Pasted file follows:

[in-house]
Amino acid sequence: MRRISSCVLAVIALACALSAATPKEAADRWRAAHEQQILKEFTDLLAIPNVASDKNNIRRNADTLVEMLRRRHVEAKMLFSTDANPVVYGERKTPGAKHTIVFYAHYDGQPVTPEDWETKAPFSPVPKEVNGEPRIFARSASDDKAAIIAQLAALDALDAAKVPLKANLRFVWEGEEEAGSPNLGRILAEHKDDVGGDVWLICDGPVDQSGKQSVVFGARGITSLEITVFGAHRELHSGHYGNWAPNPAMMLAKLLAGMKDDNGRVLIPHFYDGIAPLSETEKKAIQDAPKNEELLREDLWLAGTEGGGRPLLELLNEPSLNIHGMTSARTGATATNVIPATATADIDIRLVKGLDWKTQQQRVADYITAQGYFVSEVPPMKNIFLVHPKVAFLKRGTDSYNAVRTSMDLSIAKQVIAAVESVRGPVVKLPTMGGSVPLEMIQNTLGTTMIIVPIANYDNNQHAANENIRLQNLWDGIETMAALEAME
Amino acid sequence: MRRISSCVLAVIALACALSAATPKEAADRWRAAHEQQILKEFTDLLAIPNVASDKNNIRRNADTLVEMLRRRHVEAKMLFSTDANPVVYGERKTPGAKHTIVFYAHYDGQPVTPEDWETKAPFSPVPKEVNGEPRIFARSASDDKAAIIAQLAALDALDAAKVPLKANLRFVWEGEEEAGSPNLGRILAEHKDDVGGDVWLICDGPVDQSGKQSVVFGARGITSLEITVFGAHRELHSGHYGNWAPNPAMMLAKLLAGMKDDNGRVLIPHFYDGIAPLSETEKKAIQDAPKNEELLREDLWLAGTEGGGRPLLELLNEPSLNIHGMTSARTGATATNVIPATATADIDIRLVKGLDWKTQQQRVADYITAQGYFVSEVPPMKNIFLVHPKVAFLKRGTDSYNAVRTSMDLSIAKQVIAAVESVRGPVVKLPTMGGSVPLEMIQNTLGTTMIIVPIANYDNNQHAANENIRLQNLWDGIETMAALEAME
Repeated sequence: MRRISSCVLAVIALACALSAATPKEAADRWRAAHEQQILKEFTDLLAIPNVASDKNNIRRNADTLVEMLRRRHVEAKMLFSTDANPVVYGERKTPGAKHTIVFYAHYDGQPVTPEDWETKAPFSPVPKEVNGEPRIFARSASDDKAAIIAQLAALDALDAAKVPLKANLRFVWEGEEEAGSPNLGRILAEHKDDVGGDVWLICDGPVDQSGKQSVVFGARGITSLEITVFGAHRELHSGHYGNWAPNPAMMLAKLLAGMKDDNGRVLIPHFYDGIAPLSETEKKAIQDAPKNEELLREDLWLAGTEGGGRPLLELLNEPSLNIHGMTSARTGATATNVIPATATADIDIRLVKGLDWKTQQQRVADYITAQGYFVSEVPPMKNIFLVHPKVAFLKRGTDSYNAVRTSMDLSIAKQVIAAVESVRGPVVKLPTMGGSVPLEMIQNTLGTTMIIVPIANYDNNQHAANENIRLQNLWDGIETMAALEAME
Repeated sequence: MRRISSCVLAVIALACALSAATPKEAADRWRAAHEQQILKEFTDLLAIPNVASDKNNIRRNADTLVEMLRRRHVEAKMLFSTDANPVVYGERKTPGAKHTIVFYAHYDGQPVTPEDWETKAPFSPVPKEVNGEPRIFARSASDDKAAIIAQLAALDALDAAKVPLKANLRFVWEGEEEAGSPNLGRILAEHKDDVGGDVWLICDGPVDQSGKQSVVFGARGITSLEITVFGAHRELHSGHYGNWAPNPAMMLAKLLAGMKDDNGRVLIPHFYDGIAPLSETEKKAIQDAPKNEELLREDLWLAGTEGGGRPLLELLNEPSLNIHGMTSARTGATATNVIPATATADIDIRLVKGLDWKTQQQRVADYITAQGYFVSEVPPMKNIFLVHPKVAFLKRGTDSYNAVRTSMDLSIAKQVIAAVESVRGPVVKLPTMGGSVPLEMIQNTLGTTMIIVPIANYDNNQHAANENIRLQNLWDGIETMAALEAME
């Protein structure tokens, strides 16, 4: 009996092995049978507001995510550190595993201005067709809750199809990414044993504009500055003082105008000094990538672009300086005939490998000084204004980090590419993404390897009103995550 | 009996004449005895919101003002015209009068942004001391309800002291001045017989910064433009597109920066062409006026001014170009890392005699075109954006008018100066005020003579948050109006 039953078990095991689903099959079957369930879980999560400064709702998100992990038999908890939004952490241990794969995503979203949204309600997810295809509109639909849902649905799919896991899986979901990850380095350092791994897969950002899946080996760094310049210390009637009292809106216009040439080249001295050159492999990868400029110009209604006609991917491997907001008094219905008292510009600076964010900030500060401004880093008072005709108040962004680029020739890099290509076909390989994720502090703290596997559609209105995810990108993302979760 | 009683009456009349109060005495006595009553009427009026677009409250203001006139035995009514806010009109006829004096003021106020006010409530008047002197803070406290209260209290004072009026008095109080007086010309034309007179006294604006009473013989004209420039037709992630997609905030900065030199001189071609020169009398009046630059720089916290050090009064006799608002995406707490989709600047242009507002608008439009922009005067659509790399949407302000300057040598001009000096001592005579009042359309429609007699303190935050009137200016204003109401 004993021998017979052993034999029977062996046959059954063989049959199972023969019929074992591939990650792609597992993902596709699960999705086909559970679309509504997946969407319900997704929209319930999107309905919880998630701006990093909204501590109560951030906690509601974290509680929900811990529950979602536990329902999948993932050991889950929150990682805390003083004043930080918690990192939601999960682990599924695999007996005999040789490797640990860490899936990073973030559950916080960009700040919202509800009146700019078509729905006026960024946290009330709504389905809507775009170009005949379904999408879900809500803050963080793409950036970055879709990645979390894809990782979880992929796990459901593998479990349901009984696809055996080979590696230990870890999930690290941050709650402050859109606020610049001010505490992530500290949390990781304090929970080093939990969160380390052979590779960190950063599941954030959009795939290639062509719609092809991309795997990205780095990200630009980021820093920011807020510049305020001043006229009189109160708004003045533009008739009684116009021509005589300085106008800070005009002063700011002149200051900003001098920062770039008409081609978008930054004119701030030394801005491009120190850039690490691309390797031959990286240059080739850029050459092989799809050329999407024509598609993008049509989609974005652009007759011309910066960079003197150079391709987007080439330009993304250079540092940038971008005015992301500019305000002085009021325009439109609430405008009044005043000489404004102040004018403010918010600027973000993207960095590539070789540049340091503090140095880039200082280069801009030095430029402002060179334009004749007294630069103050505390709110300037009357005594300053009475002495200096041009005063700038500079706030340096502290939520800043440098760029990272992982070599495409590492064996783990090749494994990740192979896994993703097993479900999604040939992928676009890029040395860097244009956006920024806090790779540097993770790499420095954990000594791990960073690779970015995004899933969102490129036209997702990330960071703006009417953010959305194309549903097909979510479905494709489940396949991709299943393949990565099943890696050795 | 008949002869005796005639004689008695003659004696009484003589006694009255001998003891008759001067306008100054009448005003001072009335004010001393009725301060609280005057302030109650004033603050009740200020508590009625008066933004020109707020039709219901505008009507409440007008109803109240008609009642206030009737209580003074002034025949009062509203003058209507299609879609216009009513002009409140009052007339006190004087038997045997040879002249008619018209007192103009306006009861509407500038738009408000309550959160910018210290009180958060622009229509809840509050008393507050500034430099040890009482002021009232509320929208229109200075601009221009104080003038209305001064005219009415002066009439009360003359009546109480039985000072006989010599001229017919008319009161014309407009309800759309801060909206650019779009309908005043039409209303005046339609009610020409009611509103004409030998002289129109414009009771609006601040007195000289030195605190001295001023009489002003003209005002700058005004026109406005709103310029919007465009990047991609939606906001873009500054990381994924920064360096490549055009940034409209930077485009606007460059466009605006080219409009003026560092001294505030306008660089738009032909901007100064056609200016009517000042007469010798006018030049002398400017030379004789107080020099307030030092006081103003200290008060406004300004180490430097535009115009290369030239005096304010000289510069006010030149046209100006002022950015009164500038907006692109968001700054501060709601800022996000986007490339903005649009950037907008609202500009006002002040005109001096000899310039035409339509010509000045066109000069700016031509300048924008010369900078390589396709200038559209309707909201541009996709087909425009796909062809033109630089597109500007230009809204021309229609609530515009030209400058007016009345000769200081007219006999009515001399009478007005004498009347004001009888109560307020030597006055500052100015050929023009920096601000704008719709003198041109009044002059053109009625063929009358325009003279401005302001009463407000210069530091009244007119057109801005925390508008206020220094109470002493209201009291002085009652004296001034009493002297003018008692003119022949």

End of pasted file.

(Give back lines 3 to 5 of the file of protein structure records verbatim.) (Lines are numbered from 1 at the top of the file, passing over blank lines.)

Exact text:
Amino acid sequence: MRRISSCVLAVIALACALSAATPKEAADRWRAAHEQQILKEFTDLLAIPNVASDKNNIRRNADTLVEMLRRRHVEAKMLFSTDANPVVYGERKTPGAKHTIVFYAHYDGQPVTPEDWETKAPFSPVPKEVNGEPRIFARSASDDKAAIIAQLAALDALDAAKVPLKANLRFVWEGEEEAGSPNLGRILAEHKDDVGGDVWLICDGPVDQSGKQSVVFGARGITSLEITVFGAHRELHSGHYGNWAPNPAMMLAKLLAGMKDDNGRVLIPHFYDGIAPLSETEKKAIQDAPKNEELLREDLWLAGTEGGGRPLLELLNEPSLNIHGMTSARTGATATNVIPATATADIDIRLVKGLDWKTQQQRVADYITAQGYFVSEVPPMKNIFLVHPKVAFLKRGTDSYNAVRTSMDLSIAKQVIAAVESVRGPVVKLPTMGGSVPLEMIQNTLGTTMIIVPIANYDNNQHAANENIRLQNLWDGIETMAALEAME
Repeated sequence: MRRISSCVLAVIALACALSAATPKEAADRWRAAHEQQILKEFTDLLAIPNVASDKNNIRRNADTLVEMLRRRHVEAKMLFSTDANPVVYGERKTPGAKHTIVFYAHYDGQPVTPEDWETKAPFSPVPKEVNGEPRIFARSASDDKAAIIAQLAALDALDAAKVPLKANLRFVWEGEEEAGSPNLGRILAEHKDDVGGDVWLICDGPVDQSGKQSVVFGARGITSLEITVFGAHRELHSGHYGNWAPNPAMMLAKLLAGMKDDNGRVLIPHFYDGIAPLSETEKKAIQDAPKNEELLREDLWLAGTEGGGRPLLELLNEPSLNIHGMTSARTGATATNVIPATATADIDIRLVKGLDWKTQQQRVADYITAQGYFVSEVPPMKNIFLVHPKVAFLKRGTDSYNAVRTSMDLSIAKQVIAAVESVRGPVVKLPTMGGSVPLEMIQNTLGTTMIIVPIANYDNNQHAANENIRLQNLWDGIETMAALEAME
Repeated sequence: MRRISSCVLAVIALACALSAATPKEAADRWRAAHEQQILKEFTDLLAIPNVASDKNNIRRNADTLVEMLRRRHVEAKMLFSTDANPVVYGERKTPGAKHTIVFYAHYDGQPVTPEDWETKAPFSPVPKEVNGEPRIFARSASDDKAAIIAQLAALDALDAAKVPLKANLRFVWEGEEEAGSPNLGRILAEHKDDVGGDVWLICDGPVDQSGKQSVVFGARGITSLEITVFGAHRELHSGHYGNWAPNPAMMLAKLLAGMKDDNGRVLIPHFYDGIAPLSETEKKAIQDAPKNEELLREDLWLAGTEGGGRPLLELLNEPSLNIHGMTSARTGATATNVIPATATADIDIRLVKGLDWKTQQQRVADYITAQGYFVSEVPPMKNIFLVHPKVAFLKRGTDSYNAVRTSMDLSIAKQVIAAVESVRGPVVKLPTMGGSVPLEMIQNTLGTTMIIVPIANYDNNQHAANENIRLQNLWDGIETMAALEAME